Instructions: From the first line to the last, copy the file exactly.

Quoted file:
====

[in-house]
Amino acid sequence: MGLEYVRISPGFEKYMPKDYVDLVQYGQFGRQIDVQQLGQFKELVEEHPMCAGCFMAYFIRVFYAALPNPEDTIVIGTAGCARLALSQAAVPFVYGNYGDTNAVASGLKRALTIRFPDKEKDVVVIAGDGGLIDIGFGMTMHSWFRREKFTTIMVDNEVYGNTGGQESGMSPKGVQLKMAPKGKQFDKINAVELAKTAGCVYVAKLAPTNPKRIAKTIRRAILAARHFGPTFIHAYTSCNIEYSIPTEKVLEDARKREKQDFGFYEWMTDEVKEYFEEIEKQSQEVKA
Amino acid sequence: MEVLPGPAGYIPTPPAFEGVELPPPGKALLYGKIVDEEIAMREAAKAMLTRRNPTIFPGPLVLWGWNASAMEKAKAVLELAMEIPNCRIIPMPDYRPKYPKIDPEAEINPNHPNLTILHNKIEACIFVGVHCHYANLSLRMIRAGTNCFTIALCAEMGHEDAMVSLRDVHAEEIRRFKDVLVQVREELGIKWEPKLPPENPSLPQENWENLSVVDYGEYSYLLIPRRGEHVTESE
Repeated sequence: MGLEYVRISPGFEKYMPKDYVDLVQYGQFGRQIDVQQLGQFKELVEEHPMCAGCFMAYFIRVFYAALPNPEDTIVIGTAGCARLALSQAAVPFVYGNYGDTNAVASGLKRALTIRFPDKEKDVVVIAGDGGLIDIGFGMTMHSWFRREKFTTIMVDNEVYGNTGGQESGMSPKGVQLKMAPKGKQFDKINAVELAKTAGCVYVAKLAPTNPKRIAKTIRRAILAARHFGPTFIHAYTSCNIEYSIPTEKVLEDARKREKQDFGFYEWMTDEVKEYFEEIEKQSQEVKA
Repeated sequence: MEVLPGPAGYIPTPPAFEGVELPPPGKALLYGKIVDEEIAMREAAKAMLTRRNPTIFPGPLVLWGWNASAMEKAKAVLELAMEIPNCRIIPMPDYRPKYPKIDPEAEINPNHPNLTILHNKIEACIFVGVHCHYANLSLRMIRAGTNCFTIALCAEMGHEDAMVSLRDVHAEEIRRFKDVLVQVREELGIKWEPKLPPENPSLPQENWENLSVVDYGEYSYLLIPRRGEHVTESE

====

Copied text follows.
[in-house]
Amino acid sequence: MGLEYVRISPGFEKYMPKDYVDLVQYGQFGRQIDVQQLGQFKELVEEHPMCAGCFMAYFIRVFYAALPNPEDTIVIGTAGCARLALSQAAVPFVYGNYGDTNAVASGLKRALTIRFPDKEKDVVVIAGDGGLIDIGFGMTMHSWFRREKFTTIMVDNEVYGNTGGQESGMSPKGVQLKMAPKGKQFDKINAVELAKTAGCVYVAKLAPTNPKRIAKTIRRAILAARHFGPTFIHAYTSCNIEYSIPTEKVLEDARKREKQDFGFYEWMTDEVKEYFEEIEKQSQEVKA
Amino acid sequence: MEVLPGPAGYIPTPPAFEGVELPPPGKALLYGKIVDEEIAMREAAKAMLTRRNPTIFPGPLVLWGWNASAMEKAKAVLELAMEIPNCRIIPMPDYRPKYPKIDPEAEINPNHPNLTILHNKIEACIFVGVHCHYANLSLRMIRAGTNCFTIALCAEMGHEDAMVSLRDVHAEEIRRFKDVLVQVREELGIKWEPKLPPENPSLPQENWENLSVVDYGEYSYLLIPRRGEHVTESE
Repeated sequence: MGLEYVRISPGFEKYMPKDYVDLVQYGQFGRQIDVQQLGQFKELVEEHPMCAGCFMAYFIRVFYAALPNPEDTIVIGTAGCARLALSQAAVPFVYGNYGDTNAVASGLKRALTIRFPDKEKDVVVIAGDGGLIDIGFGMTMHSWFRREKFTTIMVDNEVYGNTGGQESGMSPKGVQLKMAPKGKQFDKINAVELAKTAGCVYVAKLAPTNPKRIAKTIRRAILAARHFGPTFIHAYTSCNIEYSIPTEKVLEDARKREKQDFGFYEWMTDEVKEYFEEIEKQSQEVKA
Repeated sequence: MEVLPGPAGYIPTPPAFEGVELPPPGKALLYGKIVDEEIAMREAAKAMLTRRNPTIFPGPLVLWGWNASAMEKAKAVLELAMEIPNCRIIPMPDYRPKYPKIDPEAEINPNHPNLTILHNKIEACIFVGVHCHYANLSLRMIRAGTNCFTIALCAEMGHEDAMVSLRDVHAEEIRRFKDVLVQVREELGIKWEPKLPPENPSLPQENWENLSVVDYGEYSYLLIPRRGEHVTESE